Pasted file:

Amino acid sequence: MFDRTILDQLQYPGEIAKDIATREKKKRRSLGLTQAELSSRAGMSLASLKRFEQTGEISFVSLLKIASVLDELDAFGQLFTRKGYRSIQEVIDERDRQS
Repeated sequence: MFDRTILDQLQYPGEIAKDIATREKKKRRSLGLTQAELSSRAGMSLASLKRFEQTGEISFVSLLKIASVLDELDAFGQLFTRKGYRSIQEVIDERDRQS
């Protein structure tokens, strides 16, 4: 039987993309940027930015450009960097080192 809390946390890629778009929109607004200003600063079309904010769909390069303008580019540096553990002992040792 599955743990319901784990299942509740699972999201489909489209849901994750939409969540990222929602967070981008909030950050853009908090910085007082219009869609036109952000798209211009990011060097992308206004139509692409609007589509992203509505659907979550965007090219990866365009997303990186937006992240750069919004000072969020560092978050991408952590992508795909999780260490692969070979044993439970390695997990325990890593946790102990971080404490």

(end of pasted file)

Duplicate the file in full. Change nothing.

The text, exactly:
Amino acid sequence: MFDRTILDQLQYPGEIAKDIATREKKKRRSLGLTQAELSSRAGMSLASLKRFEQTGEISFVSLLKIASVLDELDAFGQLFTRKGYRSIQEVIDERDRQS
Repeated sequence: MFDRTILDQLQYPGEIAKDIATREKKKRRSLGLTQAELSSRAGMSLASLKRFEQTGEISFVSLLKIASVLDELDAFGQLFTRKGYRSIQEVIDERDRQS
């Protein structure tokens, strides 16, 4: 039987993309940027930015450009960097080192 809390946390890629778009929109607004200003600063079309904010769909390069303008580019540096553990002992040792 599955743990319901784990299942509740699972999201489909489209849901994750939409969540990222929602967070981008909030950050853009908090910085007082219009869609036109952000798209211009990011060097992308206004139509692409609007589509992203509505659907979550965007090219990866365009997303990186937006992240750069919004000072969020560092978050991408952590992508795909999780260490692969070979044993439970390695997990325990890593946790102990971080404490």